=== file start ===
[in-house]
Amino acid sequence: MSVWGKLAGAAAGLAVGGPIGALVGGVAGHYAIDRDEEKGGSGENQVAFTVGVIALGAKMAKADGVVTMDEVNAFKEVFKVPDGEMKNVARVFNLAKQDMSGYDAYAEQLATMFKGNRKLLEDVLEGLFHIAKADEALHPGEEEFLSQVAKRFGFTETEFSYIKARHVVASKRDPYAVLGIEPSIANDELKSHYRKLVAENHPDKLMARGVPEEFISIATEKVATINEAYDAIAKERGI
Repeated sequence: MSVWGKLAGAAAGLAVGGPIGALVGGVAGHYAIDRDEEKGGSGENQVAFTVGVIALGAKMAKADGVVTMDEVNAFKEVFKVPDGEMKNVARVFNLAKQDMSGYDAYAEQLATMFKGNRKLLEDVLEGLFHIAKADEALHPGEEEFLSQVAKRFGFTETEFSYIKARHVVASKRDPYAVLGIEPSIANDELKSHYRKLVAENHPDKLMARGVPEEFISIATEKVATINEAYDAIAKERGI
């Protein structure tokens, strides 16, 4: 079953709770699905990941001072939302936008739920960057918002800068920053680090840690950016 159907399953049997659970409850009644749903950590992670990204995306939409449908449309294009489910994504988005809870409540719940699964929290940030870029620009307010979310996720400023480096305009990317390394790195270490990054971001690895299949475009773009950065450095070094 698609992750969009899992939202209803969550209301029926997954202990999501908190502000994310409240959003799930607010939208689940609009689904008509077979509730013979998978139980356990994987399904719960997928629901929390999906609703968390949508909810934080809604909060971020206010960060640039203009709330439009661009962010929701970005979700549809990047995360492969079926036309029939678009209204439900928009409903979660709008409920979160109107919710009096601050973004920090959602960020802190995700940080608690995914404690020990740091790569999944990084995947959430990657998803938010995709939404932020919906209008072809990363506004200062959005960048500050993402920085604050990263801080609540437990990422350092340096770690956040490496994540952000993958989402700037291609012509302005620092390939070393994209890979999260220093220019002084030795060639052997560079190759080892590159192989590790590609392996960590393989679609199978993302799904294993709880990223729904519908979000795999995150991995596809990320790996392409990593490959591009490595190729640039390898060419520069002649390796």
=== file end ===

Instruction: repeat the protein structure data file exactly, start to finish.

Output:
[in-house]
Amino acid sequence: MSVWGKLAGAAAGLAVGGPIGALVGGVAGHYAIDRDEEKGGSGENQVAFTVGVIALGAKMAKADGVVTMDEVNAFKEVFKVPDGEMKNVARVFNLAKQDMSGYDAYAEQLATMFKGNRKLLEDVLEGLFHIAKADEALHPGEEEFLSQVAKRFGFTETEFSYIKARHVVASKRDPYAVLGIEPSIANDELKSHYRKLVAENHPDKLMARGVPEEFISIATEKVATINEAYDAIAKERGI
Repeated sequence: MSVWGKLAGAAAGLAVGGPIGALVGGVAGHYAIDRDEEKGGSGENQVAFTVGVIALGAKMAKADGVVTMDEVNAFKEVFKVPDGEMKNVARVFNLAKQDMSGYDAYAEQLATMFKGNRKLLEDVLEGLFHIAKADEALHPGEEEFLSQVAKRFGFTETEFSYIKARHVVASKRDPYAVLGIEPSIANDELKSHYRKLVAENHPDKLMARGVPEEFISIATEKVATINEAYDAIAKERGI
């Protein structure tokens, strides 16, 4: 079953709770699905990941001072939302936008739920960057918002800068920053680090840690950016 159907399953049997659970409850009644749903950590992670990204995306939409449908449309294009489910994504988005809870409540719940699964929290940030870029620009307010979310996720400023480096305009990317390394790195270490990054971001690895299949475009773009950065450095070094 698609992750969009899992939202209803969550209301029926997954202990999501908190502000994310409240959003799930607010939208689940609009689904008509077979509730013979998978139980356990994987399904719960997928629901929390999906609703968390949508909810934080809604909060971020206010960060640039203009709330439009661009962010929701970005979700549809990047995360492969079926036309029939678009209204439900928009409903979660709008409920979160109107919710009096601050973004920090959602960020802190995700940080608690995914404690020990740091790569999944990084995947959430990657998803938010995709939404932020919906209008072809990363506004200062959005960048500050993402920085604050990263801080609540437990990422350092340096770690956040490496994540952000993958989402700037291609012509302005620092390939070393994209890979999260220093220019002084030795060639052997560079190759080892590159192989590790590609392996960590393989679609199978993302799904294993709880990223729904519908979000795999995150991995596809990320790996392409990593490959591009490595190729640039390898060419520069002649390796």